James Clapper, then the Director of National Intelligence, flat out liedto Sen. Ron Wyden (D-Ore.) at Senate hearing on March 12, 2013 when he was asked whether the National Security Agency collects "any type of data at all on millions or hundreds of millions of Americans." Clapper replied, "No sir. Not wittingly."
The fact that Clapper had wittingly lied to Congress was made clear just three months later by whistleblower and patriot Edward Snowden's revelations of the vast extent of the NSA's warrantless electronic spying on Americans.
Clapper should have been prosecuted for lying long ago. The statute of limitations on perjury will run out this coming March, so time is of the essence. The Washington Examiner cites numerous lawmakers urgently calling for the prosecution of Clapper including Representatives Thomas Massie (R-Ky.), Louie Gohmert (R-Tex.), James Sensenbrenner (R-Wis.), and Ted Poe (R-Tex.) who argues, "The time for the Department of Justice and the FBI to bring the accusations against James Clapper in front of a grand jury is long overdue. He and others who have held administrative power must be held accountable to the same laws that govern the people of the United States."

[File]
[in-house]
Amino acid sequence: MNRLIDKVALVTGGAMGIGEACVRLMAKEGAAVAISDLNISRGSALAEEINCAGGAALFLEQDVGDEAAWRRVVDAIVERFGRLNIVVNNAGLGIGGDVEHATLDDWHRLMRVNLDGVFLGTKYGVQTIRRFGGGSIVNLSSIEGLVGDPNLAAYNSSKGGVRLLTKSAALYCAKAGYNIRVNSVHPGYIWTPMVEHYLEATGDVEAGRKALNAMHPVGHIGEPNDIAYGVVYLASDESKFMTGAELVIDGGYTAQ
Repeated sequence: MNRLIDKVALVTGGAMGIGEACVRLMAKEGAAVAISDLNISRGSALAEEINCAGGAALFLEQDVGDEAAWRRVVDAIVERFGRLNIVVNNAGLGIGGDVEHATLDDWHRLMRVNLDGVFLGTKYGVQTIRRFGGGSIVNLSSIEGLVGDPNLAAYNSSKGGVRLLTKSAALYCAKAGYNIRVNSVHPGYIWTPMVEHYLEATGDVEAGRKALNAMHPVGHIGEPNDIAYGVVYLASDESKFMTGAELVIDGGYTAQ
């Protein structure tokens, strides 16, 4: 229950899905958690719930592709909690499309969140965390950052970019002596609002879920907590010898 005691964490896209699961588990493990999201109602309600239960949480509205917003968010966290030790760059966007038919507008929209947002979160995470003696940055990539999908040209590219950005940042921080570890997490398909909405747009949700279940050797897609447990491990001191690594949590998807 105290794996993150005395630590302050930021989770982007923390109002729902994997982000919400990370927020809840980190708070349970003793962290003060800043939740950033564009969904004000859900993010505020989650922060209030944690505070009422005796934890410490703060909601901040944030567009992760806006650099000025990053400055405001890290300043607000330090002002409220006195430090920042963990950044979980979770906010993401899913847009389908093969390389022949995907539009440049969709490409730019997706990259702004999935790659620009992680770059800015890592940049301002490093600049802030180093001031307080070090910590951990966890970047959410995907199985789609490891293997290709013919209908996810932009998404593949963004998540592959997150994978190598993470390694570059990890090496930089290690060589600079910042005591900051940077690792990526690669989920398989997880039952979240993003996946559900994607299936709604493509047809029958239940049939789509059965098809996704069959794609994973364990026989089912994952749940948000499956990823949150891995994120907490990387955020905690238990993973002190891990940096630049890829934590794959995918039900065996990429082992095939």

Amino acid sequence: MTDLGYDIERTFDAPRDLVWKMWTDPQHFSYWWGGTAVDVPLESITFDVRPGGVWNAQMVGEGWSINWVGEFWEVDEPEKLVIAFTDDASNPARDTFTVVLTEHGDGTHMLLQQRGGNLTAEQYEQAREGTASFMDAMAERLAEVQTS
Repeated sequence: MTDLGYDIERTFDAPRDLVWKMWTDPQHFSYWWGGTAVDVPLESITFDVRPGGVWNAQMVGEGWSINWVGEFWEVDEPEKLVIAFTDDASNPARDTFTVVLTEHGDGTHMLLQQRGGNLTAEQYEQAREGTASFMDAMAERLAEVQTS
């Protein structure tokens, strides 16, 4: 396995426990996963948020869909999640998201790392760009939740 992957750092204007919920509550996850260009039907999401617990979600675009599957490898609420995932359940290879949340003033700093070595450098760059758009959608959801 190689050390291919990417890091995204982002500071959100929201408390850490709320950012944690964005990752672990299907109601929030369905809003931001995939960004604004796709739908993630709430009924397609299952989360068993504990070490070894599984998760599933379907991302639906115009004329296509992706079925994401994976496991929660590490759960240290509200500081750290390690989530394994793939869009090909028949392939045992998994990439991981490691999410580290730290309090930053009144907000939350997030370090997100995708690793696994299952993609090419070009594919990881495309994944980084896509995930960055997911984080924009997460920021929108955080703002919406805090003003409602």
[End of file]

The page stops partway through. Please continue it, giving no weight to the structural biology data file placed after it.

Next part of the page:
Evan Greer from the privacy activist group Fight for the Future tells the Examiner:
"James Clapper lied to Congress, and to the American people, about U.S. government surveillance programs that allow agencies like the NSA and FBI to constantly monitor all of us without due process or any suspicion of wrongdoing. Allowing the government to turn our computers and phones into spies that we take with us everywhere we go is detrimental to human rights and has a chilling effect on freedom of expression, but the worst part is that there is zero evidence that these programs have ever stopped a single violent attack."
"What makes these mass government surveillance programs so dangerous is that they're allowed to operate without any meaningful accountability or oversight," Greer added. "The fact that James Clapper is free to go about his life while Edward Snowden is still exiled is a travesty of justice."
Yes, it is.
Of course, when Clapper is found guility at trial (as he surely would be), the former spy chief should be sentenced to prison for five years for his perjury.